Taking Allegations of Child Abuse Seriously: Former Penn State President Spanier Charged

By Michele Goodwin

Penn State’s former president, Graham Spanier, is the latest person to be charged in the fallout involving Jerry Sandusky’s sexual abuse of boys on the Penn State campus.  A year ago, I blogged about Spanier’s curiously timed defense of his former staff members following the horrific allegations involving the former, popular football coach.

Jerry Sandusky’s crimes are deplorable. He was convicted of molesting boys from a charity he helped to found (Second Mile) and will serve 30-60 years in prison; he will likely die there.  Yet no less problematic were Spanier’s statements immediately following the release of the grand jury’s presentment.  Last year, the statement released by Spanier could only be described as cavalier and irresponsible.  Spanier claimed that the perjury charges against his former athletic director, Timothy Curley, and Gary Schultz, his senior vice president for finance and business, were “groundless,” and that he has “complete confidence in how they… handled the allegations” against Sandusky.  Stunning.

Remember the grand jury report?  Schultz said that the allegations were “not that serious” and that he and his colleague “had no indication that a crime had occurred.”  What we know now from the Freeh Report is that there were emails between Spanier, Curley, and Schultz about allegations of Sandusky’s showers with boys in the Penn State football locker room. Spanier claims that there may have been emails that he received, but he can’t remember them.  He told Jeffrey Toobin in a New Yorker article: “I was apparently copied on two emails…I didn’t reply to them.”  A few years later, Michael McQuery (a former graduate student) reported witnessing Sandusky sexually abusing a child in the shower; he also testified before the grand jury.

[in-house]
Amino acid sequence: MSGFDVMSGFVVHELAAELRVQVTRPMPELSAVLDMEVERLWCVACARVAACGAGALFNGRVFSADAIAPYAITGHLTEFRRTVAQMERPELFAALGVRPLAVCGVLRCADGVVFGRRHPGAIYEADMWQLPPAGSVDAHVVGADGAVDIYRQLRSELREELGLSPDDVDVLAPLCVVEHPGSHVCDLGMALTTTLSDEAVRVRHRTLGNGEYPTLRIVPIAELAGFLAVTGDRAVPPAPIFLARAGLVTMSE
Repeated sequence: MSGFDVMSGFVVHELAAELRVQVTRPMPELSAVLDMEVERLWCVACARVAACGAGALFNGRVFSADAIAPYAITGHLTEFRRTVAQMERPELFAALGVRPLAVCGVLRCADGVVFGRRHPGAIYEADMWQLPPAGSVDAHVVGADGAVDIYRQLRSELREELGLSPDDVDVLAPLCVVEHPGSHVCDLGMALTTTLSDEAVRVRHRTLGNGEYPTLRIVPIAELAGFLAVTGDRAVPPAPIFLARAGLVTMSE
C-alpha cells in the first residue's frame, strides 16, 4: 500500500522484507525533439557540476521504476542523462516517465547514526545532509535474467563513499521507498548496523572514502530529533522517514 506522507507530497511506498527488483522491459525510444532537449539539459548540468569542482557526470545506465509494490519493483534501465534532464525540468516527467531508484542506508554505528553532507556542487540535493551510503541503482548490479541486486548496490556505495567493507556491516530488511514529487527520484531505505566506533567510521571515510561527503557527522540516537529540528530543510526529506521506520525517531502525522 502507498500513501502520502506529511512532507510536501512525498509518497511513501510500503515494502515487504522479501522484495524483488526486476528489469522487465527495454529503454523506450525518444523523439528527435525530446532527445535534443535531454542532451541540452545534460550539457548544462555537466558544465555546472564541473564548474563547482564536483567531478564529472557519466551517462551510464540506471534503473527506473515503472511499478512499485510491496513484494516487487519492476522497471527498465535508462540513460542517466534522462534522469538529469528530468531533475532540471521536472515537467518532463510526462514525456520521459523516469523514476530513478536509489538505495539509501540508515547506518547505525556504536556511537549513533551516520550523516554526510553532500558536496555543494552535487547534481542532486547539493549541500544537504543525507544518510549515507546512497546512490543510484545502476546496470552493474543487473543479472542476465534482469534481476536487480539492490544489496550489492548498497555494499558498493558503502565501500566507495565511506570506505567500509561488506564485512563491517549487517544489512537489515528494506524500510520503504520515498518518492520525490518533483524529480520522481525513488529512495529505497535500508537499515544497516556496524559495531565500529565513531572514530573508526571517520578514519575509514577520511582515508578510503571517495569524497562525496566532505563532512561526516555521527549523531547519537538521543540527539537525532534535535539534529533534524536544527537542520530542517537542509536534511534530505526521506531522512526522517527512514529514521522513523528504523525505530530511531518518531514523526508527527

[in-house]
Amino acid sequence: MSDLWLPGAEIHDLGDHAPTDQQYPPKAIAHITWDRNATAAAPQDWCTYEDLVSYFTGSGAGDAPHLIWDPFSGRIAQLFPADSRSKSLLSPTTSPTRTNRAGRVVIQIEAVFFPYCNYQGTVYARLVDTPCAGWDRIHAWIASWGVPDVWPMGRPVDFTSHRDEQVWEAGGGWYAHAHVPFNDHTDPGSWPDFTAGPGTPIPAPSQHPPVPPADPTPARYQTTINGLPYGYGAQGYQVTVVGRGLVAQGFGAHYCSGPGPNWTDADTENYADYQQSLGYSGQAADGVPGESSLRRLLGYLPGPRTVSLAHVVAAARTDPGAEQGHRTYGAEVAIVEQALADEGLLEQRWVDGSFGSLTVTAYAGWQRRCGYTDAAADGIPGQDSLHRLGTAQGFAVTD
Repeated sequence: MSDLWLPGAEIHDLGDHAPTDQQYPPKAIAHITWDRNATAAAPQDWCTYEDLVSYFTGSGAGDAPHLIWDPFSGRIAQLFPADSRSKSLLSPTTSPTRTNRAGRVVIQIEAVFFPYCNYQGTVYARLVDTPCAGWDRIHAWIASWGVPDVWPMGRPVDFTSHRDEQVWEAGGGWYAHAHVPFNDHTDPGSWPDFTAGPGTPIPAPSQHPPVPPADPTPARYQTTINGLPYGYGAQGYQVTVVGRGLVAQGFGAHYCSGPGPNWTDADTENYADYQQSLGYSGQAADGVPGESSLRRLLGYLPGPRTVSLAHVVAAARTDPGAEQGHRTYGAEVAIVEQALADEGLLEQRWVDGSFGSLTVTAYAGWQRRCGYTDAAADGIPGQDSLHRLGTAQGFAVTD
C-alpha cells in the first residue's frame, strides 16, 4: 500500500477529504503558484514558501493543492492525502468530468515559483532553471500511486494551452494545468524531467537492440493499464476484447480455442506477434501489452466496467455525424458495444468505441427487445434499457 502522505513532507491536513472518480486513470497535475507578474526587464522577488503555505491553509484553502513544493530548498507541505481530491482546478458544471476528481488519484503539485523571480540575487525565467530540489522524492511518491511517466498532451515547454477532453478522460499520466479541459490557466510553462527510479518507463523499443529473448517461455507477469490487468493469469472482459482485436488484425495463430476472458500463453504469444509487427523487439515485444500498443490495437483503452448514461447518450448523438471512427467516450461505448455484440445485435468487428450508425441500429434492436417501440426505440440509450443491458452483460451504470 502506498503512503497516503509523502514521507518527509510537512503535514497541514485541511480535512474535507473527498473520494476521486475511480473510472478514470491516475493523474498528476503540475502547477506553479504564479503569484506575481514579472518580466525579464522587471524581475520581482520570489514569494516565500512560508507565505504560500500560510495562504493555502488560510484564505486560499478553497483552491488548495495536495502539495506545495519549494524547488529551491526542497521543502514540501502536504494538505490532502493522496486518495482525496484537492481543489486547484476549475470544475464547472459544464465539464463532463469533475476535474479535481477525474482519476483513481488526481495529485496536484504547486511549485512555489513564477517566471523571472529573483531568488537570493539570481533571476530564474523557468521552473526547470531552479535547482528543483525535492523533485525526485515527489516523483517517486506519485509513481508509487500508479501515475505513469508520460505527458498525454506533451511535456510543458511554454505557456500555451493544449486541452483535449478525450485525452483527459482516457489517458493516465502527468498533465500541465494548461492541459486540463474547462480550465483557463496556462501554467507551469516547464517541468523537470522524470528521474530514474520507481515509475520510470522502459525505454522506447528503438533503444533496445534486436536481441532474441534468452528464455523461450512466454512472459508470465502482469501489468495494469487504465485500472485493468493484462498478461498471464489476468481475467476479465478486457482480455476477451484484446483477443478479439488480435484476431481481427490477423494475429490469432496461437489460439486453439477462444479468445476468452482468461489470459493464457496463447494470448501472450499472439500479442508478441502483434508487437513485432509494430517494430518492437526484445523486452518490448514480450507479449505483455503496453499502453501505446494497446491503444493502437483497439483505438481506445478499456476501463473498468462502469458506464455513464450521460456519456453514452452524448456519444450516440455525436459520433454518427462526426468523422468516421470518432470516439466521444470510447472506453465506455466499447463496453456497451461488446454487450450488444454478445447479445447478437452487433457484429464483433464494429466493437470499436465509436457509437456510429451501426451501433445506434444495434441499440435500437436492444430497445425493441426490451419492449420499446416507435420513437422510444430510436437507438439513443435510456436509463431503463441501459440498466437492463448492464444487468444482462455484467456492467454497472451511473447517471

Spanier’s response to that incident was not to report Sandusky to local law enforcement, but instead to call Sandusky’s organization; “we thought, we should tell the president of the Second Mile that …we don’t want any Second Mile kids being brought into the athletic shower facilities.”  The charges against Spanier represent an important turn.  It is time to take sexual abuse against children seriously and this includes pursuing cases against those who fail to report allegations of child abuse.

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About Michele Goodwin

Professor Goodwin is a prolific author, public commentator, and social policy advocate. She serves on the executive board of the ACLU and is an elected member of the American Law Institute, and a Fellow of the American Bar Foundation. Her reviews and commentaries appear in Forbes, Salon.com, the New York Times, L.A. Times, Washington Post, Chicago Sun Times, and numerous other periodicals. She is published in the Yale Law Journal, Harvard Law Review, Georgetown Law Journal, Northwestern Law Review and other law journals.

One thought on “Taking Allegations of Child Abuse Seriously: Former Penn State President Spanier Charged

  1. You have made some very important points here, indeed any allegation of abuse should be taken seriously and investigated thoroughly and yes those who stay ‘tight lipped’ or ‘turn a blind eye’ are as guilty as those doing the abusing, thus should be treated the same as the perpetrator/s.

    However it’s imperative that the individual/s making the allegations are well supported not only throughout the investigating period but well beyond it. We know that psychotherapy and victims of abuse often ‘bump’ against each other many years down the line because the question of ‘unfinished business’ remains outstanding.

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